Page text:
Monday, 8 February 2010

Stage Three of the Writing Process: Editing

The final step of the writing process is the longest and hardest. In the early years of writing, I had this impression that a true writer would write a first draft, spell check, and voila! The genuine creatives just sit down, write as they pull their hair out, and then send out their perfect draft to the publishing house. That's what I saw on TV whenever they showed writers, whether in documentaries or in fiction. Thankfully, I learned soon enough that rewriting is as much a part of writer's life, as thinking up stories. It still daunts me, and it is the one step where I am still working on a personalised process, but I am beginning to enjoy it. Looking at the first draft, just the sheer amount of revisions required often makes me feel like I am never going to get the book done, but then when I see improvements that I make, no matter how little, it gives me hope that little by little, I will get there. Currently, my editing process is quite simple. After the first draft, let the manuscript rest for a little while. Then read through, get the feel for the story. This step tells me if I have plot holes. The next step is to fix easy mistakes, like wrong names. Then go through and fix the plot holes, or any consistency issues. Basically this is a rewrite where required, add scenes, delete scenes, without worrying about making the language perfect. Ideally, a short break here and then another read through. (A step I am most likely to skip) Then go through and revise properly, line by line edit. Polish. And hopefully, done! So there it is, a deceptively simple process that takes forever. This is what I am following right now. It may change, but for now, seems like a logical plan. That's all folks. The three stages of my writing process. How about yours? Have you got yours figured out, or is it work in progress?


  1. That's more or less mine as well. Maybe a second round of line edits, it all depends on what the betas think

  2. I like your editing style - simple and to the point. Well since this is my first revising experience - I would say I look for the plot holes first, then add scenes, delete scenes, then make pretty, then line by line - that is my hope anyway.

    Great post! Loved this series ;o)

  3. I read somewhere that a first draft should be regarded as making a block of ice, which is then ready to sculpt, bit by bit.

    I've just finished my first draft, and had planned a couple of weeks' break. But rewriting is the best bit for me, so I'm pushing on. I won't go into depth about how I do this (as I'm going to blog about it next week), but I find reading aloud a crucial element of thte process.

    Good piece.

  4. Very organized, great process!

  5. Great series of posts, LW!

    With my own editing, I do something similar, in that I read, then edit, then read again. I don't do passes for specific things until the very end though, when I do my language/line edits. :)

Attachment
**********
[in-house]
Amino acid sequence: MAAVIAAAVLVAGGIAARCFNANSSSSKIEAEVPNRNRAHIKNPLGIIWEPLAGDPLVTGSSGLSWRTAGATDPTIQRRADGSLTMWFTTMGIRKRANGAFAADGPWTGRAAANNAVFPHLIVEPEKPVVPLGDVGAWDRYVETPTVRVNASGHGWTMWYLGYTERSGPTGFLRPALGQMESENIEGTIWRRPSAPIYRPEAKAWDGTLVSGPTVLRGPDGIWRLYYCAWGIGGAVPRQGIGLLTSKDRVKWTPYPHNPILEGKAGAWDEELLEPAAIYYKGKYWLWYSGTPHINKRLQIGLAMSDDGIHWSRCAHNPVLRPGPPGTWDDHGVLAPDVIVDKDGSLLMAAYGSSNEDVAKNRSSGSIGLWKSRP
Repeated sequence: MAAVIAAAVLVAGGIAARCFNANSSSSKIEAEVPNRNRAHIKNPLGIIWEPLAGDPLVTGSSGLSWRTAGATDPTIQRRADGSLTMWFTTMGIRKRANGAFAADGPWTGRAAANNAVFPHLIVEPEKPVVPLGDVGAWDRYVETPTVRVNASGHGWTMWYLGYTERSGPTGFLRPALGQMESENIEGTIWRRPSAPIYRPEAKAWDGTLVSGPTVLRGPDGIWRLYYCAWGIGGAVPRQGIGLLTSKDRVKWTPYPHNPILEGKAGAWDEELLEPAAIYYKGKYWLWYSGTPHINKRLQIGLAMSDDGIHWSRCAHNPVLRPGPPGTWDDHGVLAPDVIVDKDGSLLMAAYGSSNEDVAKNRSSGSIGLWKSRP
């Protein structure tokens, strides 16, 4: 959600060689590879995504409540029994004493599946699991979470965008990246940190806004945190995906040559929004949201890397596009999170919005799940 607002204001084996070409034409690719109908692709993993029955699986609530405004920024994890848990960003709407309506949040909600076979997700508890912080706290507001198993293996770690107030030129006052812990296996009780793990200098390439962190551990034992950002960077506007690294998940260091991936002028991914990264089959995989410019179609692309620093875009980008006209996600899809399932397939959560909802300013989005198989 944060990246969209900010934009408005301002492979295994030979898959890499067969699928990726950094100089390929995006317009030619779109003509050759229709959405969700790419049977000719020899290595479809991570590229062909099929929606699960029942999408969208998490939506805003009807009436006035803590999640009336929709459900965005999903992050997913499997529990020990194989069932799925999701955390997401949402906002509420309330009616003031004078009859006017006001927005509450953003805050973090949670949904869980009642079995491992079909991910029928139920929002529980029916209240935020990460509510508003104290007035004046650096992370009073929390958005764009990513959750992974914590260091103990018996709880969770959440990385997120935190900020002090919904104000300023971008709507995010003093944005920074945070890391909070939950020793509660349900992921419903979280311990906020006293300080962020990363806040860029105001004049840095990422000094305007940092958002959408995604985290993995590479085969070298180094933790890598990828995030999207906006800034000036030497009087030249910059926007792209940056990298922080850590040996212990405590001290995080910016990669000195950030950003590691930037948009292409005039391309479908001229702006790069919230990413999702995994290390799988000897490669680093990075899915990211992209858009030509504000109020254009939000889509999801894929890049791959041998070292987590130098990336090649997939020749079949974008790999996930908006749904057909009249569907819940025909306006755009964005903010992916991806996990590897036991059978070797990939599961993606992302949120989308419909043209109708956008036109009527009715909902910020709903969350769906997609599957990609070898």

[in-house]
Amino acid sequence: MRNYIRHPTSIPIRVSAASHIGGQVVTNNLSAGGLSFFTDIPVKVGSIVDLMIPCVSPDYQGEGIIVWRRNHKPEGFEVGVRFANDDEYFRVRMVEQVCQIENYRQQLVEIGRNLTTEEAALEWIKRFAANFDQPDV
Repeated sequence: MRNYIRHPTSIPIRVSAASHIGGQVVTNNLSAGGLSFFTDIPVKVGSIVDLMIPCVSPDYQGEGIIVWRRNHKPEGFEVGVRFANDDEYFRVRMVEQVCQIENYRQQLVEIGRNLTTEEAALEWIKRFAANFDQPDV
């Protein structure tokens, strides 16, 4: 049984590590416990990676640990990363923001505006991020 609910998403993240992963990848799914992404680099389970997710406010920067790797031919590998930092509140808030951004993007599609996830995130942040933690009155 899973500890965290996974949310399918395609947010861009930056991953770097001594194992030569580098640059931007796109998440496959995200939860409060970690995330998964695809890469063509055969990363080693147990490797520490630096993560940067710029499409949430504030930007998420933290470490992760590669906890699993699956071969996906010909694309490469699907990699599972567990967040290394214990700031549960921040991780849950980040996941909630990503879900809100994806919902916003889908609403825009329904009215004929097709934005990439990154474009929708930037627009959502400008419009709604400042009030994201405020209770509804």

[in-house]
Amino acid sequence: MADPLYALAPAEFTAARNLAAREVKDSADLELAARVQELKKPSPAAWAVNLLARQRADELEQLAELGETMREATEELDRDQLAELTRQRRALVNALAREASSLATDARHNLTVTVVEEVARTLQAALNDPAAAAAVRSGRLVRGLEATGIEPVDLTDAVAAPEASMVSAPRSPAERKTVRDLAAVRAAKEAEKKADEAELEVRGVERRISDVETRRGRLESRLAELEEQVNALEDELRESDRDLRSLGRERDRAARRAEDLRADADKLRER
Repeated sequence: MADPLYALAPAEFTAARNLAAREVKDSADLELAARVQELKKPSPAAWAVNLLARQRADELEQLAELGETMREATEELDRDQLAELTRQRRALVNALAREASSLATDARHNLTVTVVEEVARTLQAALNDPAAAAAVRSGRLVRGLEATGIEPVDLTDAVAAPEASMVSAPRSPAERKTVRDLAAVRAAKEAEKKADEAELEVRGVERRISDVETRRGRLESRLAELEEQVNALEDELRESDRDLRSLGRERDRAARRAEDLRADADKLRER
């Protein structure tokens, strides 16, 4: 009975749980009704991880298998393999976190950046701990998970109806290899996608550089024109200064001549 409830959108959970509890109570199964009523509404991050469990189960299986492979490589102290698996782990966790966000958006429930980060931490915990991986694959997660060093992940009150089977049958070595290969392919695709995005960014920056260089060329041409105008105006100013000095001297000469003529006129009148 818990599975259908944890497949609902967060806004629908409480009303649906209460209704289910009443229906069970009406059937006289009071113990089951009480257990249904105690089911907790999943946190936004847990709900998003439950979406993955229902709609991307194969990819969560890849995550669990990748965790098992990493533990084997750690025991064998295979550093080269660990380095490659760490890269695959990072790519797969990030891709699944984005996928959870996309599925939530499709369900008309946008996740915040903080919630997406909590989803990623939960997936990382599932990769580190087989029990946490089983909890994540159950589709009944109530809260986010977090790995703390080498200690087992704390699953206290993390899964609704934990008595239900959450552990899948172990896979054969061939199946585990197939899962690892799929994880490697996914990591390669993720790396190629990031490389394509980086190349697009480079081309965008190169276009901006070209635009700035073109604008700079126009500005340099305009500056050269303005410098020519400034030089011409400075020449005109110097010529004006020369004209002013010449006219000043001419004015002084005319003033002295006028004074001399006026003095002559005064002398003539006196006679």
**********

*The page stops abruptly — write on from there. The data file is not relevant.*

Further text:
6. Editing has got to be the most important part of the writing process...and the hardest. Glad you're getting a process down! We're still refining ours...

  7. Falen,
    How many times I go through any particular stage would depend on how satisfactory it feels at the end.

    Thanks. Yes, I am dealing with plot holes / changes issues right now. There aren't many plot holes thankfully, but there are things I want to change, so now it's just about figuring out where the new scenes would need to go, and what would change as a result.

    Looking forward to reading your posts about your process.

    Thank you. :-)

    I found looking at a whole manuscript quite daunting, so dividing it into specific things makes it little less scary. Only a little less though...

    Lisa and Laura,
    Good luck with your process. I've got the I just need to put in the work to prove it works for me :P

  8. That's pretty much the way I do it as well, although sometimes I fall into a plot hole and have to dig my way out again. :-)

    I've really enjoyed this series, thanks for sharing!

  9. Exactly right. A deceptively simple process that takes forever. Forever!

  10. C R,
    Yes, those plot holes does make me scream or slam a door or two. That's probably one of my worst nightmares.

    Yup...definitely feels FOREVER :-) Thank you for taking the time to comment.

  11. My editing process is messy. It mostly consists of reading through the manuscript hundreds of times and changing things that bug me. It's not very scientific, and it's not at all organized, but I can usually arrive at something I feel good about (after many, many months). :)

  12. Still editing my first WIP. I'm hoping to get it ready for competition by the end of this month.

    Read,revise,rewrite,rinse and repeat!

  13. Natalie, as long as it works for you, that's the key. I am learning that I am more organised in my own messy way than I realised.

    Ralfast, good luck. Hope it's ready in time for the competition.

  14. I have given you an award on my blog!
    Love your blog!

  15. Palindrome, Thanks :-) That's very kind of you.

  16. Totally agree -- that's a thorough, well-organized way to approach editing. It's pretty much how I handle it, too. I also don't enjoy the editing process - way too technical and tedious for me. But, I know it's necessary. *sigh*

    BTW, here's a GREAT quote I got from a writer's conference years ago (wish I could give her proper credit - don't remember her name): "A word/sentence/scene must EARN the right to live." So profound. I totally agree, and that's been my editing philosophy ever since. If it doesn't fit, or doesn't work - take it out. It doesn't belong.

  17. I found the hardest thing about editing is working out when to stop :-)